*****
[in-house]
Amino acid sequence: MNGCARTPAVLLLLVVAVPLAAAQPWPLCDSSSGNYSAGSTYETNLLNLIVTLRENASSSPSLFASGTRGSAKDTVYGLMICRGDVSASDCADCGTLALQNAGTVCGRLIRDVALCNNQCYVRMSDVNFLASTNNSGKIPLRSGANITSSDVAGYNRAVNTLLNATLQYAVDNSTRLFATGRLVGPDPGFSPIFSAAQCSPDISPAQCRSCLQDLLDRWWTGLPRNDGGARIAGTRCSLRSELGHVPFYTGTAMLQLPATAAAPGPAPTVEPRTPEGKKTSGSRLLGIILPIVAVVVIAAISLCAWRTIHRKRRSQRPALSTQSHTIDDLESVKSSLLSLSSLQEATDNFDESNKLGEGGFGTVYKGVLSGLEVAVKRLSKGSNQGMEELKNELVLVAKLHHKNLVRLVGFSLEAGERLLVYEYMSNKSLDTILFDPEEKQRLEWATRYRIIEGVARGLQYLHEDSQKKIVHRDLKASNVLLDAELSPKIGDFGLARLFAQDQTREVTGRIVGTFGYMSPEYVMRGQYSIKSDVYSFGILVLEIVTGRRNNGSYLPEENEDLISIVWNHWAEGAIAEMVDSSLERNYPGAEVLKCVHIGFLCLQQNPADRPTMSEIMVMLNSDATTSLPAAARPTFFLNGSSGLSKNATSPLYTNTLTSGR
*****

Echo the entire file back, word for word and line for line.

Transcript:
[in-house]
Amino acid sequence: MNGCARTPAVLLLLVVAVPLAAAQPWPLCDSSSGNYSAGSTYETNLLNLIVTLRENASSSPSLFASGTRGSAKDTVYGLMICRGDVSASDCADCGTLALQNAGTVCGRLIRDVALCNNQCYVRMSDVNFLASTNNSGKIPLRSGANITSSDVAGYNRAVNTLLNATLQYAVDNSTRLFATGRLVGPDPGFSPIFSAAQCSPDISPAQCRSCLQDLLDRWWTGLPRNDGGARIAGTRCSLRSELGHVPFYTGTAMLQLPATAAAPGPAPTVEPRTPEGKKTSGSRLLGIILPIVAVVVIAAISLCAWRTIHRKRRSQRPALSTQSHTIDDLESVKSSLLSLSSLQEATDNFDESNKLGEGGFGTVYKGVLSGLEVAVKRLSKGSNQGMEELKNELVLVAKLHHKNLVRLVGFSLEAGERLLVYEYMSNKSLDTILFDPEEKQRLEWATRYRIIEGVARGLQYLHEDSQKKIVHRDLKASNVLLDAELSPKIGDFGLARLFAQDQTREVTGRIVGTFGYMSPEYVMRGQYSIKSDVYSFGILVLEIVTGRRNNGSYLPEENEDLISIVWNHWAEGAIAEMVDSSLERNYPGAEVLKCVHIGFLCLQQNPADRPTMSEIMVMLNSDATTSLPAAARPTFFLNGSSGLSKNATSPLYTNTLTSGR